The harsh realities of being an F1 outcast
Sergey Sirotkin showed promise in his junior career and had a solid, if unspectacular, F1 campaign with Williams in 2018. Still only 24, he now faces the realities of being one of a number of talented young F1 outcasts trying to keep their careers afloat
Not many 24-year-olds get the opportunity to be put in charge of something as prestige and downright cool as a karting academy. Fewer still would be in a position to have it named after them, or to have their venture backed by a major racing organisation. In that context, with any kind of perspective, Sergey Sirotkin's current predicament is no sob story.
And yet, as he very candidly acknowledges shortly after the unveiling of his junior karting academy - launched under the banner of his backer and major motorsport player SMP Racing - his new set-up is "good, important and the right thing to do" but is not what he what he'd imagined he'd be doing at this point in his career.
After two terrifying crashes, one of the best British racers of the 1950s retired before his career peaked. But that’s why GP Racing’s MAURICE HAMILTON was able to speak to Tony Brooks in 2014. Like his friend Stirling Moss, Brooks was regarded as one of the best drivers never to have won the world championship. Here, as our tribute to Brooks who died last month, is that interview in full
AlphaTauri’s mission in F1 is to sell clothes and train young drivers rather than win the championship – but you still need a cutting-edge factory to do that. Team boss Franz Tost takes GP Racing’s OLEG KARPOV on a guided tour of a facility that’s continuing to grow
Gilles Villeneuve's exploits behind the wheel of a Ferrari made him a legend to the tifosi, even 40 years after his death. The team's current Formula 1 star Charles Leclerc enjoys a similar status, and recently got behind the wheel of a very special car from the French-Canadian’s career
Porpoising has become the key talking point during the 2022 Formula 1 season, as teams battle to come to terms with it. An FIA technical directive ahead of the Canadian Grand Prix and a second stay appearing on the Mercedes cars only served to create a bigger debate and raise tensions further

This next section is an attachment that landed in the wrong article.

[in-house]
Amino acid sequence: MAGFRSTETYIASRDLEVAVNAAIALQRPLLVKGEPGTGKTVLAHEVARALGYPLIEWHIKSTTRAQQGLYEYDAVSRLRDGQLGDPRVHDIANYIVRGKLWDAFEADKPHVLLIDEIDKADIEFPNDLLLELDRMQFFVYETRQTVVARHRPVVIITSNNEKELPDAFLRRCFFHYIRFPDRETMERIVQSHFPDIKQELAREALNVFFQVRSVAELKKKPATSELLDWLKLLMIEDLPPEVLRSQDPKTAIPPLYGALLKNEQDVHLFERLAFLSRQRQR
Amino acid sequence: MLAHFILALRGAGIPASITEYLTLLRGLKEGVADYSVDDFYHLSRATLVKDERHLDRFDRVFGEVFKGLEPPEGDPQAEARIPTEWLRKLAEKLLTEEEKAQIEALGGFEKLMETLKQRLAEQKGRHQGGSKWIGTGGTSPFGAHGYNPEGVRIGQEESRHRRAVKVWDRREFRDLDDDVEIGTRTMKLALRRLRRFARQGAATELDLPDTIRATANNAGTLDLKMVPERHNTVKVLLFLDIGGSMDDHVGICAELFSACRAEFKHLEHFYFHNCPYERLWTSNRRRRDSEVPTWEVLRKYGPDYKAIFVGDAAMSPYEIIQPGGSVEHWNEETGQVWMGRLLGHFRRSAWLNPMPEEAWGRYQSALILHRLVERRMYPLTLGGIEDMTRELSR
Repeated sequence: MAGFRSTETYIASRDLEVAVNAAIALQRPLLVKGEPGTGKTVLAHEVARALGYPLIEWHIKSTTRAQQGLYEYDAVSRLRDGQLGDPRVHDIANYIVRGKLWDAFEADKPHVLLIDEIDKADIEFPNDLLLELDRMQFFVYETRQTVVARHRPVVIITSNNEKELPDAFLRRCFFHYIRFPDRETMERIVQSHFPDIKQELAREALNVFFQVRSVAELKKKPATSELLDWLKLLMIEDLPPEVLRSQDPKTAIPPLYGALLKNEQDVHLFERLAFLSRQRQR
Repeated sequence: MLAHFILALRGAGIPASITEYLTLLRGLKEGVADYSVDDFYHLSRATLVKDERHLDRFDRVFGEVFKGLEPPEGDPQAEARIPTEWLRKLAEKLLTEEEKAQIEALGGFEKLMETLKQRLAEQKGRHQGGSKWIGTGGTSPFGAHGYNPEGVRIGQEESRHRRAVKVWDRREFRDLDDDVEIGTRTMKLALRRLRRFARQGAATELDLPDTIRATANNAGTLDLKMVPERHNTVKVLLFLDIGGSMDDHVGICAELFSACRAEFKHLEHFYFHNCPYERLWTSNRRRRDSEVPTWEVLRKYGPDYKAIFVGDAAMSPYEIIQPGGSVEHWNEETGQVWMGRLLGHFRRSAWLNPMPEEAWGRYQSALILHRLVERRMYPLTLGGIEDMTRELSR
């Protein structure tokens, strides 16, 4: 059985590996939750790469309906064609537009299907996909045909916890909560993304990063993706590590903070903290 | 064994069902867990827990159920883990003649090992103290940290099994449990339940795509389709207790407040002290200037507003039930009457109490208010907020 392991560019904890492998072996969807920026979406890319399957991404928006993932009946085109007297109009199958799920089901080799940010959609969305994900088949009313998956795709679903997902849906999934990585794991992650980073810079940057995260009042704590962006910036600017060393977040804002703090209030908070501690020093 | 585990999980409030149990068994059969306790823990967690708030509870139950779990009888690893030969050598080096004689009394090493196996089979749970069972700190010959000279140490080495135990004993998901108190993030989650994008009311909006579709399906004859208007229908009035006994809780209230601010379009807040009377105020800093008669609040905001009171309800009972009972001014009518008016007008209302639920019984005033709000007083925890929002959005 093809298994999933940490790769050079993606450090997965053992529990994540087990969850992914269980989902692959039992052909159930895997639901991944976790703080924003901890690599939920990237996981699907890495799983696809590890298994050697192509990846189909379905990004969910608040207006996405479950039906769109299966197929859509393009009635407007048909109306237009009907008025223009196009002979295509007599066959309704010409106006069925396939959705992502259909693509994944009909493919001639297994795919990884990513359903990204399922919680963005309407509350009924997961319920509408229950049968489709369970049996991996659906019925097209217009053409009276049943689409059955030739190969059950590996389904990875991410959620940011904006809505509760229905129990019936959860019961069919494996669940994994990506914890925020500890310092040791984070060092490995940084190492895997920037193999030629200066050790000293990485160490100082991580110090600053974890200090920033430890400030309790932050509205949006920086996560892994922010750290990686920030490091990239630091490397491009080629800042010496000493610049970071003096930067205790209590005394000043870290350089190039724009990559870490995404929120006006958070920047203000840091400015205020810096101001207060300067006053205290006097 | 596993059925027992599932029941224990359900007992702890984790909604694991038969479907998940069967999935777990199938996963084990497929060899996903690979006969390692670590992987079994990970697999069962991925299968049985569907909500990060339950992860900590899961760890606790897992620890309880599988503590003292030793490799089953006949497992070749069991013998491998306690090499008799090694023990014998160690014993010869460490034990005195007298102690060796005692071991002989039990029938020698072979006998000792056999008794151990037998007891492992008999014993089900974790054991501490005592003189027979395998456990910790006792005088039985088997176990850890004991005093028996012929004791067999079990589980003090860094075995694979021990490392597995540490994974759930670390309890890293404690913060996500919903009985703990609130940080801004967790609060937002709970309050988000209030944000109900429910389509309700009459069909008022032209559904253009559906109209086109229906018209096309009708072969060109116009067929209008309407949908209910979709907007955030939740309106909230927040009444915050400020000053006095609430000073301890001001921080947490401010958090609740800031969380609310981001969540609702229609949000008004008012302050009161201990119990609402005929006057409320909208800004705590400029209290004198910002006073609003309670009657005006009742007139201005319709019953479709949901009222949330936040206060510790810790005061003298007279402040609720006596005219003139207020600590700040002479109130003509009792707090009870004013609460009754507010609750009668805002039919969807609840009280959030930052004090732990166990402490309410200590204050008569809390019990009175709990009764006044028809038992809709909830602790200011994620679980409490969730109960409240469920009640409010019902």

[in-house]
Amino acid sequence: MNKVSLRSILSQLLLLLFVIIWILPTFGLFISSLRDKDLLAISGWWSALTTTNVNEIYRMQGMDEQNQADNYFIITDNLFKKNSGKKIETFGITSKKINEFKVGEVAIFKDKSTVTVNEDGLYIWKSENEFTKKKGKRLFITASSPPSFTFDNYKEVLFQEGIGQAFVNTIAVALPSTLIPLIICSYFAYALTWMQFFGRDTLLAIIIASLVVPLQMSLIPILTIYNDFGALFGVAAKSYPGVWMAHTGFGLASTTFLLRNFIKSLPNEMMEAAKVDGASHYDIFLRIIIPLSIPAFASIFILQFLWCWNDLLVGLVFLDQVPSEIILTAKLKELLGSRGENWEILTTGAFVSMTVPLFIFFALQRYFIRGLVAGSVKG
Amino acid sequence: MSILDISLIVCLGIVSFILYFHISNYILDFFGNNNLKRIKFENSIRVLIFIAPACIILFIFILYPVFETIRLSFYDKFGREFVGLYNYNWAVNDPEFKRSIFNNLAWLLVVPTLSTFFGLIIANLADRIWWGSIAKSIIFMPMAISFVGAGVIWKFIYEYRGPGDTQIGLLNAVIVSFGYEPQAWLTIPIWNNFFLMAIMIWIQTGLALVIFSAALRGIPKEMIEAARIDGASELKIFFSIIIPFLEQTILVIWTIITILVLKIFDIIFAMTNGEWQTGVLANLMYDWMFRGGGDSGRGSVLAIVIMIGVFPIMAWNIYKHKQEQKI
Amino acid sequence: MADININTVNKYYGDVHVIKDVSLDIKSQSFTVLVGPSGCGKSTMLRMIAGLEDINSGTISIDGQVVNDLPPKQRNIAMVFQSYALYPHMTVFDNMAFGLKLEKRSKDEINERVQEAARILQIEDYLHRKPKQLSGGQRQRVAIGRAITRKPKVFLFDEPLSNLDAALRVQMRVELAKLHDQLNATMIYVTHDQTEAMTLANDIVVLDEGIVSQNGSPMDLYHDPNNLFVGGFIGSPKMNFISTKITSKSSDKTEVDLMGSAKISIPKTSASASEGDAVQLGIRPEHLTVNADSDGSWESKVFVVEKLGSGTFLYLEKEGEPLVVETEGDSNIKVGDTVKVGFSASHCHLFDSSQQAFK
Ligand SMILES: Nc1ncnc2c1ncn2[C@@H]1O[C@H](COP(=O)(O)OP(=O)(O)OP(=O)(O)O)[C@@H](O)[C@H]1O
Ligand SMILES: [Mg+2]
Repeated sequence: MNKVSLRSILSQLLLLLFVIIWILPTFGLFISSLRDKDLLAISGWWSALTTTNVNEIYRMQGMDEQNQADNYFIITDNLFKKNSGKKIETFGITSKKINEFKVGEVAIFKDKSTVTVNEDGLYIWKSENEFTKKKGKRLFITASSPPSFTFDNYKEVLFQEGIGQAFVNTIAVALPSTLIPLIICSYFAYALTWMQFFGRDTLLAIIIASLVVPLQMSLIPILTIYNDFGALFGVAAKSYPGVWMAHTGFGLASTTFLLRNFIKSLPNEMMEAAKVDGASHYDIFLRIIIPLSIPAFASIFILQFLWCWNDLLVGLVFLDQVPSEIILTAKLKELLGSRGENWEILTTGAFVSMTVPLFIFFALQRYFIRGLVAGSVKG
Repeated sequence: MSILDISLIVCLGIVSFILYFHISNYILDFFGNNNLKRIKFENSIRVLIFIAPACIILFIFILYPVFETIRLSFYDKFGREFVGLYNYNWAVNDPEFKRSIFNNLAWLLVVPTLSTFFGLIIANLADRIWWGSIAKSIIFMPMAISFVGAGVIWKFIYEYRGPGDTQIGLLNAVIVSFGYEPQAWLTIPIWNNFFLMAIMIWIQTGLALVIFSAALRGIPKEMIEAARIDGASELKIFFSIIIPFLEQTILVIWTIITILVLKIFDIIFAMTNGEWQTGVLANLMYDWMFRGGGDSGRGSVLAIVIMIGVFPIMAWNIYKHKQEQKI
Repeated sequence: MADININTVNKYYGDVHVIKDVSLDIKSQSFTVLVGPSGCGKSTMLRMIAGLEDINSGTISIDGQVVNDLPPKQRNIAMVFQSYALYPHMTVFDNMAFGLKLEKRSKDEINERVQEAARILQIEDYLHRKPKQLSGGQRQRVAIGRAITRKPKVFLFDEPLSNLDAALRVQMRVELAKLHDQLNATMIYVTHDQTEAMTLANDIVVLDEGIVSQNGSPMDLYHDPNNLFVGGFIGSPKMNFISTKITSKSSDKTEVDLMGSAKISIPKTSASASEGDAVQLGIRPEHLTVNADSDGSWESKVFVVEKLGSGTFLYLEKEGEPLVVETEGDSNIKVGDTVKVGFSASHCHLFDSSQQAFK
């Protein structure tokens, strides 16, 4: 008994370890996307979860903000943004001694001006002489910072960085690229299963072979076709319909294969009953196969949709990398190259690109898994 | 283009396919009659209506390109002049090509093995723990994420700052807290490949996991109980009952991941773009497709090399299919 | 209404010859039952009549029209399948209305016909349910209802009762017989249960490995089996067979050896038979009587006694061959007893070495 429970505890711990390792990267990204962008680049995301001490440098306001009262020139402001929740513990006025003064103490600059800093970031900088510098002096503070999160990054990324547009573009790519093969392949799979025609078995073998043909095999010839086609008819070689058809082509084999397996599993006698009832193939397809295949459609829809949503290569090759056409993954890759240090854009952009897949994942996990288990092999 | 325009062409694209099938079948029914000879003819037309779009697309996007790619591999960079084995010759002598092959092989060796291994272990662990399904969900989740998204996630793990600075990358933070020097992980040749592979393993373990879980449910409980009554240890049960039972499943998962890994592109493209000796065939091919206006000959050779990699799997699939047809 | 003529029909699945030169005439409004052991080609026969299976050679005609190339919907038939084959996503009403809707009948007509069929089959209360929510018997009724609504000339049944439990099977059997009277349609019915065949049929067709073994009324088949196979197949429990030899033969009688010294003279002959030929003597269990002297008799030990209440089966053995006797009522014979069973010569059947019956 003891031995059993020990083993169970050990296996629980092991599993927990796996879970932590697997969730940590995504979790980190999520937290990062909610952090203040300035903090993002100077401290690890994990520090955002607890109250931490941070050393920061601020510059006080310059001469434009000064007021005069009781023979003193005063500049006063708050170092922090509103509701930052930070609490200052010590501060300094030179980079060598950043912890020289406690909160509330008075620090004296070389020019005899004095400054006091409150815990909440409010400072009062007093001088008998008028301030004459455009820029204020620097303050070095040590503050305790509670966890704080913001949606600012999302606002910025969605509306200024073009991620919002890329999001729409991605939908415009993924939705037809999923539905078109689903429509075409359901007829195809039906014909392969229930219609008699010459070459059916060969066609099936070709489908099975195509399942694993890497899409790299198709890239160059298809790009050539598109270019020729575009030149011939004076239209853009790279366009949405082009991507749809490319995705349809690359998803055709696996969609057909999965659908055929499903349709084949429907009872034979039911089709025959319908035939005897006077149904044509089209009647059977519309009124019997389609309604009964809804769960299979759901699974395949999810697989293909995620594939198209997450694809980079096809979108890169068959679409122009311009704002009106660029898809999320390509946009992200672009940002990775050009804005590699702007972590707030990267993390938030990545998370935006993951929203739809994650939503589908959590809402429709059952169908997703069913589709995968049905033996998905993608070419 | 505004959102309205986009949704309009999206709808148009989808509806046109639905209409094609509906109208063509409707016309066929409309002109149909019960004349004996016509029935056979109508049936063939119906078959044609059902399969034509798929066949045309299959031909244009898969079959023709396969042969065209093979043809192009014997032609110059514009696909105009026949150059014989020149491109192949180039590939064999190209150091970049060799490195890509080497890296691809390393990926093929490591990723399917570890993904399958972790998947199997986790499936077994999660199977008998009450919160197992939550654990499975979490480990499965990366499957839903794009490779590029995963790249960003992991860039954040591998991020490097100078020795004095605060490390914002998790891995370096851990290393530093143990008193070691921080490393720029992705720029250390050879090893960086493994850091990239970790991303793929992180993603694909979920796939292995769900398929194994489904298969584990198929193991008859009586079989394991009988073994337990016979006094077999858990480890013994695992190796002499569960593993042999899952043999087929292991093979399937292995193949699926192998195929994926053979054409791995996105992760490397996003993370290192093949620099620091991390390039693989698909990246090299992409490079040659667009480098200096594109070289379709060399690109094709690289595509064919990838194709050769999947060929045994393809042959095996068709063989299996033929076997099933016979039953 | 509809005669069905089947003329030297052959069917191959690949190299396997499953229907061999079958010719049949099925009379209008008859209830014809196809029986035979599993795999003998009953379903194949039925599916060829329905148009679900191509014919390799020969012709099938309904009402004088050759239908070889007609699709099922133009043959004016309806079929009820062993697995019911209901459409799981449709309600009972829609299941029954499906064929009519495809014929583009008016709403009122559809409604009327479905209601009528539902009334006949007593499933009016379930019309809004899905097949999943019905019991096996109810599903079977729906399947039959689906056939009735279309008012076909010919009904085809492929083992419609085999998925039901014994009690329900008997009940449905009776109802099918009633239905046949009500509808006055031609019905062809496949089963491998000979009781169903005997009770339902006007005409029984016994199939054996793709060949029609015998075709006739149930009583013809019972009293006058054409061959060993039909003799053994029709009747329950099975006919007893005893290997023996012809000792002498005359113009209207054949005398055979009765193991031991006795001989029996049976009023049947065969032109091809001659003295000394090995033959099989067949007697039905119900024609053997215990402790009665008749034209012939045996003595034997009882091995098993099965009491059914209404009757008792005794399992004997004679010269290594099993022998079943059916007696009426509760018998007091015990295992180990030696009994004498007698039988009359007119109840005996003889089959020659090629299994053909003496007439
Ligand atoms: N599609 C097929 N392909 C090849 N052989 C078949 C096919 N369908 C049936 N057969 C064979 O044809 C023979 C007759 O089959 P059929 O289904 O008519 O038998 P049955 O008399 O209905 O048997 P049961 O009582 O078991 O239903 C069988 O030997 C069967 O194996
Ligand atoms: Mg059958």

Having extended his Formula 1 points lead with victory in Canada, Max Verstappen has raised his game further following his 2021 title triumph. Even on the days where Red Bull appears to be second best to Ferrari, Verstappen is getting the most out of the car in each race. So, does he have any weaknesses that his title rivals can exploit?
In 2026, Formula 1 plans to make the switch to a fully sustainable fuel, as the greater automotive world considers its own alternative propulsion methods. Biogasoline and e-fuels both have merit as 'drop-in' fuels but, equally, both have their shortcomings...
OPINION: Carlos Sainz came close to winning in Monaco but needed that race’s specific circumstances for his shot at a maiden Formula 1 victory to appear. Last weekend in Canada, he led the line for Ferrari in Charles Leclerc’s absence from the front. And there’s a key reason why Sainz has turned his 2022 form around
Plenty of high scores but just a single perfect 10 from the first Montreal race in three years, as Max Verstappen fended off late pressure from Carlos Sainz. Here’s Autosport’s assessment on the Formula 1 drivers from the Canadian Grand Prix
Why Verstappen's new Red Bull deal was critical to Honda's F1 future
What Aston Martin's new deal says about F1's health